No past exists. It belongs exclusively to our dreams, appearing along with them and disappearing along with them. Window frames and smashed doors do exist, though, as do sidewalks wet from the fog and college stadiums. The past began with them. There’s an uncountable number of names and faces, brief greetings, confident movements, thousands of stories and biographies that comprise reality. It’s still all up to you — which of those stories you can hear, which ones will make sense, which ones you’ll be willing to retell. Avoiding them just once, you risk losing them forever, and all you’ll be left with is your nostalgia — a hopeless, melancholy longing to live a life of phantoms and fantasies, justifying your weakness with love and your hesitation with tenderness.
What else? The cold snap passes. In the evening, when the dark settles, it turns out there’s nothing here, just the dark, and nothing else at all. And then the Lord abandons all His affairs and begins tracing the lines of rivers and lakes on maps and atlases, borders, neutral territory, and routes for the birds of the air and the fish of the sea. He traces, thinking about them in particular, about the fish and the fowl, about their needs and whims, about their personalities and temperaments. The birds should be at ease up there; they shouldn’t have to clump together in frightened flocks, crying out in certain despair. They should circle over the high trees, hover over the quiet nighttime cities, and accompany single women coming home late in the evening down the cooling channels of the streets. The same goes for the fish. They ought to hide inside their borders, swim against the current, along the shore, ducking the comets that peel themselves from the tin sky and listening through the night to the quiet multitude of women’s voices.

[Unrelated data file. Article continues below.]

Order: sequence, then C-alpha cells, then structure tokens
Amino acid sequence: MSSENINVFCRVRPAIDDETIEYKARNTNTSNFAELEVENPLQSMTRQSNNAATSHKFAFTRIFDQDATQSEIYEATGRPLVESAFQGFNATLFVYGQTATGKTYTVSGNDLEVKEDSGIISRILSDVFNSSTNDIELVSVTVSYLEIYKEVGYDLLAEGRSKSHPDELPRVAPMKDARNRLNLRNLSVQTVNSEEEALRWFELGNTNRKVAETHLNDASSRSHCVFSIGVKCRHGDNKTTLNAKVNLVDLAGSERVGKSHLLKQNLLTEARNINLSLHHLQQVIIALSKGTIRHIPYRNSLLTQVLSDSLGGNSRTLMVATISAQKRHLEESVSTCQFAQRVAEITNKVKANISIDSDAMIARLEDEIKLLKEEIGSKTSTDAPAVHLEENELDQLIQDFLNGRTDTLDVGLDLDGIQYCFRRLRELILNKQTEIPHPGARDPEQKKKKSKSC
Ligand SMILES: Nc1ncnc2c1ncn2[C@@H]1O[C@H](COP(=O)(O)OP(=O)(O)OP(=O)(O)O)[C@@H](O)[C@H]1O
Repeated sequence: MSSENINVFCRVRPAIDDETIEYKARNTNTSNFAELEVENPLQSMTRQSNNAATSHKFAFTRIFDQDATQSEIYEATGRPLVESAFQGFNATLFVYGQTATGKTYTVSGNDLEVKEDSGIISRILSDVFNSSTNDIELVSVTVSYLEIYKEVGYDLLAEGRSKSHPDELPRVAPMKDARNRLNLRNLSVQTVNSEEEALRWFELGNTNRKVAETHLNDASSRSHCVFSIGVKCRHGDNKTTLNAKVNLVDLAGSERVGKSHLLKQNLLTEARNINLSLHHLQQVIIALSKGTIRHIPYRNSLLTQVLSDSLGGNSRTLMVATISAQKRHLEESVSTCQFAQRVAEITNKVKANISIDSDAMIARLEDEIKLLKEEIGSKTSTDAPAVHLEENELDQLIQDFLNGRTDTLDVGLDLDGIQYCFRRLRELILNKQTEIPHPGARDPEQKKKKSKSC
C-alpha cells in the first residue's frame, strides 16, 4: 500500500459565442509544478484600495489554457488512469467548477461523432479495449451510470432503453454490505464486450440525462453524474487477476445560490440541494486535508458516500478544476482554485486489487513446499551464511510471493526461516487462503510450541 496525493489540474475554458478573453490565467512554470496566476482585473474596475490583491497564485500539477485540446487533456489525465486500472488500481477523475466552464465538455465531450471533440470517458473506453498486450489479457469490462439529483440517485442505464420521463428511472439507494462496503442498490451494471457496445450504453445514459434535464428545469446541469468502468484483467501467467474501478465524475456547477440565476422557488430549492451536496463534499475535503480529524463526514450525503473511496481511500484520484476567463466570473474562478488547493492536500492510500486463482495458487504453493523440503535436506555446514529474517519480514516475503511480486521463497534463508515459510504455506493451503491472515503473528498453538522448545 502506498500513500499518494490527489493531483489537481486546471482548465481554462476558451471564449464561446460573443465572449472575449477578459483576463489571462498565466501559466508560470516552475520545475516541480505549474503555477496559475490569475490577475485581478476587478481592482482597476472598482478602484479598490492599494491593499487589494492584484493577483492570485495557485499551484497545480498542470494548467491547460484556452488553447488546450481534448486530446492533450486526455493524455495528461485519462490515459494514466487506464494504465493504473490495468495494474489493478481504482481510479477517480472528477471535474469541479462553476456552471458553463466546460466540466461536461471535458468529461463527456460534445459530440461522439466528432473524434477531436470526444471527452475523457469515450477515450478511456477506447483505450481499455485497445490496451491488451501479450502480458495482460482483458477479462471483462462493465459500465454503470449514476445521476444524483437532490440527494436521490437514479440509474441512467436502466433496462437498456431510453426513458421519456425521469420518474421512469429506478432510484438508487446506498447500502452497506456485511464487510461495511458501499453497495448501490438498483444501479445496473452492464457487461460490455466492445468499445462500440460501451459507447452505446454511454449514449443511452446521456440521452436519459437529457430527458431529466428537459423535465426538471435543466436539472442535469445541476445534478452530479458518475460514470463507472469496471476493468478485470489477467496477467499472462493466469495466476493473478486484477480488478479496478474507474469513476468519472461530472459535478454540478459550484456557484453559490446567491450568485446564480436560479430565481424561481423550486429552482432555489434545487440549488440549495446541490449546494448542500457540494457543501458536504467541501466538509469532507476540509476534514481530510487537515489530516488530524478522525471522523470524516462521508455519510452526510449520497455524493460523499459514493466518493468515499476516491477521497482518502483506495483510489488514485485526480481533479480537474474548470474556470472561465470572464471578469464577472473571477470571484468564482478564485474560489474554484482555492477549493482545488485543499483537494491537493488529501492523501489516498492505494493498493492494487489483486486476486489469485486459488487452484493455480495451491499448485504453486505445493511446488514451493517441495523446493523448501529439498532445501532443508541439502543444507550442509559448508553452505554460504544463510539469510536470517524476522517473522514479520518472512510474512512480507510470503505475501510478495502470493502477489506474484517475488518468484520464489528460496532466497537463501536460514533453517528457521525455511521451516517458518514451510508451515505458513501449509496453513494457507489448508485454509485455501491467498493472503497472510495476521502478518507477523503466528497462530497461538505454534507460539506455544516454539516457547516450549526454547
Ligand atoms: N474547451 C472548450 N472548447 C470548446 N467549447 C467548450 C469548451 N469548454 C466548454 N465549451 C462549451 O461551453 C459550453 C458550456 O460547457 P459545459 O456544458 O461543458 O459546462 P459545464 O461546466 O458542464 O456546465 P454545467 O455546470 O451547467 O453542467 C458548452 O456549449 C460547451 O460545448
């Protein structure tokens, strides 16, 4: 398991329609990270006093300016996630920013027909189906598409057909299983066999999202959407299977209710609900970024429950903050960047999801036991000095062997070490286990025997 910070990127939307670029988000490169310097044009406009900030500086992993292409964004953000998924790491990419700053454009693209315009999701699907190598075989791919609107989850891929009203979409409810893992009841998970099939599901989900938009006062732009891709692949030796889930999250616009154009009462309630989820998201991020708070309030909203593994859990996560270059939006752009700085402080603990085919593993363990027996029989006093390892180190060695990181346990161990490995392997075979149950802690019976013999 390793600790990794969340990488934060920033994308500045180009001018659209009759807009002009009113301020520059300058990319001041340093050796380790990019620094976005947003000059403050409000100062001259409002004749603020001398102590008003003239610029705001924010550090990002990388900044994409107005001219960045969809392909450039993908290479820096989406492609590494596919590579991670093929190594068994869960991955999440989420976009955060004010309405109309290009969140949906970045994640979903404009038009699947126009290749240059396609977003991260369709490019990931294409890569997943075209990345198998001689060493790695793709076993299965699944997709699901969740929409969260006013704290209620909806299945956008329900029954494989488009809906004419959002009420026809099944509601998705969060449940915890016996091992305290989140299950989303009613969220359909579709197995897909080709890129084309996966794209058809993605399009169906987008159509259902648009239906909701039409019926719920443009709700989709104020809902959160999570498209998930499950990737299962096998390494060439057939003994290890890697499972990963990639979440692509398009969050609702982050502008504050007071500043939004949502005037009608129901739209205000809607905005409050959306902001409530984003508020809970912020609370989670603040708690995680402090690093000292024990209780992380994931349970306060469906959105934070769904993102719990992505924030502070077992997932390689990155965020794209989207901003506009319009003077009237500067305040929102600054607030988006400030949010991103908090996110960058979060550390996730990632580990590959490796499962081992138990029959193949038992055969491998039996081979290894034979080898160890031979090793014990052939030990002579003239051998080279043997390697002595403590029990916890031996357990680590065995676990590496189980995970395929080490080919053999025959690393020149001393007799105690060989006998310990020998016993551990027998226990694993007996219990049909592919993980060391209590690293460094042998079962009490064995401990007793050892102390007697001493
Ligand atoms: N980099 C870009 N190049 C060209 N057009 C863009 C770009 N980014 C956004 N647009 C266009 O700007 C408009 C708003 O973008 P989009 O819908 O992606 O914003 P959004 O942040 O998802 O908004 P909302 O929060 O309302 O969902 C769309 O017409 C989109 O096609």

© Serhiy Zhadan
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